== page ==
Having a decisive insight is, for lack of a better term, making an educated guess as to how a situation will pan out. How does this pertain to your workplace? Each and every day, employees, of every level, are tasked with making primary and important deductions about situations. Generally, this is a constant in life as a whole.
Whenever I think of what decisive insights are, I come back to an experience I had a few years ago while I was in Sales. I was with a client, going over the product information and looking through all of the options that we had to offer.
Typically, I had found it important to let the client sift through everything, give details along the way, listen to their needs, and from there, once they go through all of the options, go back to the one that pertains the most. But in this one instance, I chose to go against my “usual” model.
After the client had seen only three products, I knew that one had caught the client’s attention and I assessed if it was necessary to continue on when the focus could be directed to what they were already interested in. I did so, focused exclusively on that product and in turn made the sale. But what a risk.
I’m not alone in making these day to day decisions that one has to assess. But that is where your decisive insights come into play.
Here’s a list of 4 important steps to aid in the development of your decisive insights so that you can go on to make the sale, or address conflict with a direct report, or change the direction of your presentation etc.
1. Trust your instincts and listen
Sometimes when you’re faced with a decision to make, the best way to attain the path is to step back and observe clients and/or employees and listen to what they are saying verbally and/or as well as physically.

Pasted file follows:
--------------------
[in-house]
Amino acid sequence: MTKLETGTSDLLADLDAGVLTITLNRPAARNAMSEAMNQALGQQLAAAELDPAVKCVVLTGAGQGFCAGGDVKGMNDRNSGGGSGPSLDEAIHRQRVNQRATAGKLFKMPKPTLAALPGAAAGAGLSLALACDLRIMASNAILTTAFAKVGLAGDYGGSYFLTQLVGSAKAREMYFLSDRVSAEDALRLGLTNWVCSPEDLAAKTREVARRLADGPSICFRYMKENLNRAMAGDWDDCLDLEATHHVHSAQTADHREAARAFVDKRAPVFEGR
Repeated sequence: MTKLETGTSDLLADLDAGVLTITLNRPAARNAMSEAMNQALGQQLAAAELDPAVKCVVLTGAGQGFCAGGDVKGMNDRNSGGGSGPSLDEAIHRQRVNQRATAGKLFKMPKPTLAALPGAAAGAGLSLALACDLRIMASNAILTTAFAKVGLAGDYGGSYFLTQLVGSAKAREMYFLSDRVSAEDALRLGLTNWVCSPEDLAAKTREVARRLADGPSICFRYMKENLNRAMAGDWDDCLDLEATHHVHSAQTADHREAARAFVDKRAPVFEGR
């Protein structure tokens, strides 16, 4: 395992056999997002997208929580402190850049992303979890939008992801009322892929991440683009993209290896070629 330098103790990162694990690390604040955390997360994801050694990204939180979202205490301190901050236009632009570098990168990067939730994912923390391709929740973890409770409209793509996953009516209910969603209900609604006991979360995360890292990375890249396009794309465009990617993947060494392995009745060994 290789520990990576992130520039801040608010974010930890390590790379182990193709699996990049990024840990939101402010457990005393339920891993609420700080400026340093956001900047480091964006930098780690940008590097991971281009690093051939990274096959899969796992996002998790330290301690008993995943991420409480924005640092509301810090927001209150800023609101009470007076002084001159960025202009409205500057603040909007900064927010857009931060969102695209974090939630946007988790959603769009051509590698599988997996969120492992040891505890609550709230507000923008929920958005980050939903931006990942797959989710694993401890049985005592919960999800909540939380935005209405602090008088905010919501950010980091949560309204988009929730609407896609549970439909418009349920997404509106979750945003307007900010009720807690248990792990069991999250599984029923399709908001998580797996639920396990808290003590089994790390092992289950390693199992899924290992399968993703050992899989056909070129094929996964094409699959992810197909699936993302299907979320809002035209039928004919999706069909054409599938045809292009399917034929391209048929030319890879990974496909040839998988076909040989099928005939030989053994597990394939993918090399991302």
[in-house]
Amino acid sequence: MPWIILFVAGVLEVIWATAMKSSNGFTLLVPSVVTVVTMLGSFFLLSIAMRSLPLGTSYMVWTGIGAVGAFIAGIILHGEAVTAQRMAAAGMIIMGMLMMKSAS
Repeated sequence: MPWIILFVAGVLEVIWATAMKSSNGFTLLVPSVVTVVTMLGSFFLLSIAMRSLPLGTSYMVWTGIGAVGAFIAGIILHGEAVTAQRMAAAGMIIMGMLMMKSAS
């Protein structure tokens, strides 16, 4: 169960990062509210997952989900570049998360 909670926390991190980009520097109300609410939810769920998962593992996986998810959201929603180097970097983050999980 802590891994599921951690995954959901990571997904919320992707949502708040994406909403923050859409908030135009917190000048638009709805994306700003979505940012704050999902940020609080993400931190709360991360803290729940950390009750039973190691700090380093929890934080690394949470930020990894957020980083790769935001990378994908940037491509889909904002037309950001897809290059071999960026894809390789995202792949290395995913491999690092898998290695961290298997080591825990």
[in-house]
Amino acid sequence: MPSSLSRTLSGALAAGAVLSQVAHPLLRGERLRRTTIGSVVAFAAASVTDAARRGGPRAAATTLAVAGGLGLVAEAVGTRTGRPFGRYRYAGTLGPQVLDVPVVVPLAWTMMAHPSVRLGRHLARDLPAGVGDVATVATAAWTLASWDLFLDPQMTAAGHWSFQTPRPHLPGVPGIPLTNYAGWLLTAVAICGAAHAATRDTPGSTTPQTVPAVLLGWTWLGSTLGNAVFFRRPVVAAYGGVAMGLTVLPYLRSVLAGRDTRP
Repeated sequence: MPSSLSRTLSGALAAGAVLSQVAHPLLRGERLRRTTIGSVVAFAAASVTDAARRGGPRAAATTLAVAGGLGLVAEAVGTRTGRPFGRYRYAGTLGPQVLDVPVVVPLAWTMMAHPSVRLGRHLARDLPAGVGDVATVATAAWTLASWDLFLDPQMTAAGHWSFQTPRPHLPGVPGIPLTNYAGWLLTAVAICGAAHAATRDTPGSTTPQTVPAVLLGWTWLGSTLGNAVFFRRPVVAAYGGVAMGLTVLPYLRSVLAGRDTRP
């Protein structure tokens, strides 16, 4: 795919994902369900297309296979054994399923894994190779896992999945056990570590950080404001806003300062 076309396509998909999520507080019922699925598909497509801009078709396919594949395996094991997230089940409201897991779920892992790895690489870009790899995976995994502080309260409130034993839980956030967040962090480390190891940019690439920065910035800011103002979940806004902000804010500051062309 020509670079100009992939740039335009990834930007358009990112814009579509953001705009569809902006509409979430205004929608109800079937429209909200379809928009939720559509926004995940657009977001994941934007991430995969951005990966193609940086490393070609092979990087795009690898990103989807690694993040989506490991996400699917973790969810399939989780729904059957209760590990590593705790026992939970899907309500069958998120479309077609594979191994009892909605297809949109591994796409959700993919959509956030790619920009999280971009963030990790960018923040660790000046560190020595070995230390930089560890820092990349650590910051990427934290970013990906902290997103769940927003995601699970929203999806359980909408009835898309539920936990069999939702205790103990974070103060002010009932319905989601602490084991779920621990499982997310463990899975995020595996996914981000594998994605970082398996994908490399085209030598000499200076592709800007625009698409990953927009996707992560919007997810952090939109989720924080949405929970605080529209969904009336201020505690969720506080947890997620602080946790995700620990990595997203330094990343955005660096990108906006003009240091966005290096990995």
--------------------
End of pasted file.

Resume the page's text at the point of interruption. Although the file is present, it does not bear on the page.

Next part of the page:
This can be key in having a decisive insight about how to proceed. Don’t jump to conclusions right away, but instead be creative and/or be open to multiple solutions/scenarios that could work. There could be more than one solution to get the result that you want.
2. Know when to take action
After you complete the risk assessment of all of the possible outcomes that can transpire from your choice of action, you can then further draw inference about when is the time to push for results, or when to wait out a situation and proceed with an action at a later time.
This analyzing may happen through long-term processing or via a quick-fire judgment call, but either way, the same steps need to be taken in order to finalize your concluded action. This deduction process involves weighing your options and concluding which one makes you feel more comfortable.
3. Defend your choices
While you’re deciding which course of action to take, you must line up your list of justifications and rationale behind why you are making a definitive decisive insight pertaining to the course of action that you plan to follow. Would you feel comfortable defending your eventual choice to your workplace superior?
If not, maybe that course of action isn’t the correct choice. With that being said, ensure you’re confident in your choices. Your experiences and training led you to have the conclusions that you have made. You were chosen to work there based on your past credentials. Consequentially, your superiors know that you have the needed insights to take action.
4. Hone your skills
The only way to continually be successful in your choices is to practice the art of making decisive insights. Whenever you are somewhere (be it home, at the mall, with a new hire, in a meeting etc.) practice reading a situation.
On an ongoing basis, thoroughly observe your surroundings and get the sense of what is happening amongst others or what other’s internal dialogue could be. As you practice these first steps, then visualize and rehearse, in your mind’s eye, multiple scenarios and outcomes. Eventually you will be so skilled, these practices will be automatic and instantaneous.
While most people naturally have the skillset to make decisive insights, when you want to apply it in the workplace, it really is best to put some practice into it so that you are more eloquent and so that you can be a top performer based on the decisive insights that you make. A practiced skill is always one that you can draw on and one that can be used on future resumes.